The sub-committee focused on the social factors, outside the health domain, that influence health and the social circumstances which produce and sustain racial and ethnic health disparities. The sub-committee examined factors such as employment, housing and education that lead to inequities and to limiting healthy life options, as well as the barriers that prevent effective health promotion.
Access to Health Care
The sub-committee focused on impediments to consumer access to health care such as inequities in public and private insurance coverage, licensure of providers and regulation of facilities. This committee recognized five key aspects of meaningful access: affordability, availability, accessibility, accommodation, and acceptability of health care.
Health Care Quality and Delivery
The sub-committee focused on barriers to the delivery of optimal health care services to all patients, regardless of racial, ethnic or linguistic background. The sub-committee focused on the content and quality of health care once individuals access the health care system and considered the roles quality improvement and cultural and linguistic competency in delivering equitable health care.
Workforce Development and Diversity
Workforce development and diversity are interrelated strategies to address disparities. The sub-committee considered ways to increase diversity among health care providers by focusing on areas such as improving existing pipelines of minority students into the health professions, and improving the retention of minority physicians, nurses and other allied health professionals. This subcommittee also considered the issue of workforce development, including enhanced cultural competence.
Based on the presentations from state and national experts, on testimony from the public, and on existing research, each sub-committee developed recommendations that were reviewed and prioritized by the Commission. The recommendations in this report reflect a synthesis of ideas and concepts expressed during this process.
Racial and ethnic disparities in health have been documented for well over three decades. Former Surgeon General Dr. David Satcher raised awareness of the existence of the widespread nature of this problem and challenged the U.S. to eliminate health disparities by the year 2010. Health disparities exist in measures of health status such as life expectancy, mortality rates, disease incidence, and self-report of health status. Disparities exist in regards to access to care as evidenced by rates of uninsuredness, representation in public plans like Medicaid, and problems racial and ethnic minorities report in seeing specialists or finding a usual source of care. In addition many studies document disparities in the quality of health care minorities receive compared to the care Whites receive.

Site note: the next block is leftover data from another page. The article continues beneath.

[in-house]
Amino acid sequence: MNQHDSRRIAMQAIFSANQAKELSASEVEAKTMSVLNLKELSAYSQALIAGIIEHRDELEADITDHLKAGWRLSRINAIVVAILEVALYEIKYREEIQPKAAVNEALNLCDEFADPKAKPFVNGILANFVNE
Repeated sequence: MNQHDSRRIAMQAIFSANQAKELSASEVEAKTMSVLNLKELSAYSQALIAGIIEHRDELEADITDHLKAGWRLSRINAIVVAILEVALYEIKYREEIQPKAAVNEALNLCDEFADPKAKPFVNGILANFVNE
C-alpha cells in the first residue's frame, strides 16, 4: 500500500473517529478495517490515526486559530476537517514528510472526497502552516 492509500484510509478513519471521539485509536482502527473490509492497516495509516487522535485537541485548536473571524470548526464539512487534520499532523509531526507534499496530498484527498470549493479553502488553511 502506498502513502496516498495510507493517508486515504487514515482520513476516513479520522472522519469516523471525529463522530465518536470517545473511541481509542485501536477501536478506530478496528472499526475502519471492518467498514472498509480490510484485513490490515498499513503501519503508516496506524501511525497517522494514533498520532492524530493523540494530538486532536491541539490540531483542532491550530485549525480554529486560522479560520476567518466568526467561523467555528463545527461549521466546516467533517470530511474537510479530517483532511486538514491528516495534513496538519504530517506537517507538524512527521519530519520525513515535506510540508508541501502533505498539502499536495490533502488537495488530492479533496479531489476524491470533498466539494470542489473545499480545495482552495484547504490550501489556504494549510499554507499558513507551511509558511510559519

A broad range of research, such as documented in the Institute of Medicine’s 2003 report, Unequal Treatment: Confronting Racial and Ethnic Disparities in Health Care, provides evidence that racial and ethnic health disparities occur across health conditions and can not be solely attributed to insurance status or socioeconomic position. African American, American Indian, Latino, and some Asian American populations disproportionately experience the burden of death, disease and disability. The IOM report defines racial and ethnic health disparities as differences in health status among racial and ethnic groups, health care disparities as differences that are “not due to clinical needs, patient preferences or appropriateness” (IOM 2003).
Massachusetts, like the rest of the nation, demonstrates significant health disparities as documented by reports from the Massachusetts Department of Public Health and other health departments and research from Massachusetts hospitals and medical schools. The following describes some of the disparities that have been documented in Massachusetts.